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JIT Hydration

kaleidawave profile image Ben Updated on ・5 min read

What is hydration? Hydration is the act of making statically rendered markup interactive.

But what is interactive? Typically this is attaching event listeners and setting the scene for those listeners to be able to change the view. The aim of hydration is to make the page indifferent to it being client side rendered.

So how do frameworks add event listeners to the existing markup?

Many frameworks work of a render-to-hydrate system. The rendering identifies where the elements with listeners are. And from knowing their position they can attach to existing markup. To render the application first requires state. For example with React:

react hydration

(Something like that I think)

But the issue here is to add the event listeners the component needs to be rendered and for it to be rendered it needs to have some data / state.

This is where state hydration (a subset of hydration) comes in. In order to render this "frame" it needs some data.

Standard client side rendered sites would make a http request to the backend api to get the data on initial mount. But this is a separate request, there may have been changes to the data in the time between rendering the page, getting it to the client and the client parsing and running the script. The difference in the data could break hydration. The other issue is that this is a totally new request and (without backend caching) would have to make another request to the database which is expensive.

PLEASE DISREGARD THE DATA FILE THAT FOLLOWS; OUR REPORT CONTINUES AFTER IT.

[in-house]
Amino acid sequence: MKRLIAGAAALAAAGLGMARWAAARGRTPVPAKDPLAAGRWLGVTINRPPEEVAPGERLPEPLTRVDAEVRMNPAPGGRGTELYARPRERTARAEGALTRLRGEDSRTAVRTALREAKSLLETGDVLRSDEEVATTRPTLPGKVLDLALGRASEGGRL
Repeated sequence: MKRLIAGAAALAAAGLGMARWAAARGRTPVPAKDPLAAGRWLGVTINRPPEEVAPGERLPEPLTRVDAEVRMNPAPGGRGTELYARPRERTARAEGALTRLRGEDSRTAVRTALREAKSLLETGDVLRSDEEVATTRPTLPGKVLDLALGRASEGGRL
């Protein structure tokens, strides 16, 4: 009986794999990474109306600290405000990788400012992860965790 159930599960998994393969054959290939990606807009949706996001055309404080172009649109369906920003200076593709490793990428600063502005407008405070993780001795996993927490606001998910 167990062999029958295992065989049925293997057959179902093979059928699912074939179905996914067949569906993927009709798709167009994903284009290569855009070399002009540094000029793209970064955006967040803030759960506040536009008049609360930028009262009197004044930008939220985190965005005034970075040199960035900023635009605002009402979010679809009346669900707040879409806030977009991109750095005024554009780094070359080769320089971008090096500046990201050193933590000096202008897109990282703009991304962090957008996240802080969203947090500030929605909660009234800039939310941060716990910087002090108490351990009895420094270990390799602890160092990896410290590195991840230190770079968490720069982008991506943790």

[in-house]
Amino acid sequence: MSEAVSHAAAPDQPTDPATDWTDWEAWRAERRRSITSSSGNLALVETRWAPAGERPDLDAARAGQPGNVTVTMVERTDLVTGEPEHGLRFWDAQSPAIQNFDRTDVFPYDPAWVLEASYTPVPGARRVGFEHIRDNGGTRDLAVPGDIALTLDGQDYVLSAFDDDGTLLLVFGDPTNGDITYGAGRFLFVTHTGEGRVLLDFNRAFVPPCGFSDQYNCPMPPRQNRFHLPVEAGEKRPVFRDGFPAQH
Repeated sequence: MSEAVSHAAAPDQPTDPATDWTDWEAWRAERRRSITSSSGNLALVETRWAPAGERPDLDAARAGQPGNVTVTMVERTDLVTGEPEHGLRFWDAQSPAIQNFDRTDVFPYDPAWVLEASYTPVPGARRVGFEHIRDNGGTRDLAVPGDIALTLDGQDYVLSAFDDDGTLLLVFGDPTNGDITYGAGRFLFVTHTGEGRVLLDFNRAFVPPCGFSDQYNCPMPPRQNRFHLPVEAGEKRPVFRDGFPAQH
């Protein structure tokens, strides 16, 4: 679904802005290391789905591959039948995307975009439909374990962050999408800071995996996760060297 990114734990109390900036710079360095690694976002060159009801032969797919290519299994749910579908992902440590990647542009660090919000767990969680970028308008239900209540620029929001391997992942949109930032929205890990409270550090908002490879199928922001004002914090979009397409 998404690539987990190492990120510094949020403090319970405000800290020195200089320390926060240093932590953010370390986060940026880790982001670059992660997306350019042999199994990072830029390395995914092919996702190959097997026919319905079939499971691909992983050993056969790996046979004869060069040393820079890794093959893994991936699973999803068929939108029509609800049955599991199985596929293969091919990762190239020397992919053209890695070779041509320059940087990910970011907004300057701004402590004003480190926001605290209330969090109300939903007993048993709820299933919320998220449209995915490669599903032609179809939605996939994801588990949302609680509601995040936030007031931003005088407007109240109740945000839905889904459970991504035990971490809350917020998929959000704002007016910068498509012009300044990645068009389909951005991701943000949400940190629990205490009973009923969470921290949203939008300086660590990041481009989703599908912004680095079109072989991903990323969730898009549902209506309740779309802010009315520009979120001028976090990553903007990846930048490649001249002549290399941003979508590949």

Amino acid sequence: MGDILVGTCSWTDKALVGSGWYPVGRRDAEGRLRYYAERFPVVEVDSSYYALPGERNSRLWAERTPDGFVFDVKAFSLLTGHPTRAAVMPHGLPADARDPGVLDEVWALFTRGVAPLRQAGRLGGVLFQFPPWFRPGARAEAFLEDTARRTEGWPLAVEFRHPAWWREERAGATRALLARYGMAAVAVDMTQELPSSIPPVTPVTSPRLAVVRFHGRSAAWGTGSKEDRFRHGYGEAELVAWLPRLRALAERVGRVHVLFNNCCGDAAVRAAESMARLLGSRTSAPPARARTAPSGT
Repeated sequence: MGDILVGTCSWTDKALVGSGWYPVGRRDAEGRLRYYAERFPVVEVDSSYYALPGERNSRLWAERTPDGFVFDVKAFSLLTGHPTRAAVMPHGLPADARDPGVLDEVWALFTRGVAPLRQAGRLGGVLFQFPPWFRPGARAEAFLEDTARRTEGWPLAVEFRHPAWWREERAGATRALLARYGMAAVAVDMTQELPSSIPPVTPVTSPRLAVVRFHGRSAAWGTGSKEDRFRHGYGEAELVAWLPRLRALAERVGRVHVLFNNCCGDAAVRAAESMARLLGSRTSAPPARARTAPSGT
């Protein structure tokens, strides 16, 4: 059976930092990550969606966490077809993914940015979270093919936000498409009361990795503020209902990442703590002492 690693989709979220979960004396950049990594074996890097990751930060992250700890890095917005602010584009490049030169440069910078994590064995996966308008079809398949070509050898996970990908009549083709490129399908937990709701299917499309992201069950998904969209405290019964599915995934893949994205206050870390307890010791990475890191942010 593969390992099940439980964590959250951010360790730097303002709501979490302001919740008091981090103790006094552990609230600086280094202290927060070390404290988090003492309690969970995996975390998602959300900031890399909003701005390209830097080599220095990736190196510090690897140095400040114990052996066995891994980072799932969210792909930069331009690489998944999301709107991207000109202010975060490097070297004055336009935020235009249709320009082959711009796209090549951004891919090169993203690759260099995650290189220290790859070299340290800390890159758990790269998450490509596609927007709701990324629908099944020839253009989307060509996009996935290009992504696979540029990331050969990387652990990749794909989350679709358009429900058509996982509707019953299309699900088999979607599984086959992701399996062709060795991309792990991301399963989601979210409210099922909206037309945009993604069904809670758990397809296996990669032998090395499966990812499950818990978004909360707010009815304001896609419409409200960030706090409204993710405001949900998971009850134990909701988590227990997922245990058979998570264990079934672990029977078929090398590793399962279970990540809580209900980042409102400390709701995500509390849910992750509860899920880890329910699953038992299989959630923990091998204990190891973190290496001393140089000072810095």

So the solution a lot of frameworks use is to send the data down as a JSON blob with the request.

double data

And this is bad because the data is effectively sent down twice

There is also the fact JSON is difficult to work with due to its difficult to represent complex types such as Date and other things like cyclic references etc. Also that some JSON blobs are quite large especially if there are long lists of objects. And using raw JS object literals can be slow due to the way they are parsed.

Additionally some parts of this object where not used in the render and so will not be needed in the re-render. In a large number of cases this object contains more data than was needed. There can be work done with Proxies to trim leaf nodes but there doesn't seem to be any automatic approaches.

Time to interactive can be slow because the whole state has to be parsed, evaluated and the application rendered before a single event listener has been added.

The slow hydration problem also occurs for static site generation as well. Any sort of process of generating markup before hand (which is beneficial) where that markup needs client side reactivity needs to do some sort of hydration.

This issue is something framework authors and developers are aware of and actively working on:

Partial hydration is one technique that is being considered. Using partial hydration in a react app you split up the application so there are multiple react sources. Instead of a single React.hydrate call there are multiple invocations under some components. This way you can prioritise reactive elements and ignore static elements. See popular rfc from these frameworks; svelte, react, angular.

But most implementations seems quite manual to implement. It also seems difficult to how this plays out with what is a static element and what needs to be reactive.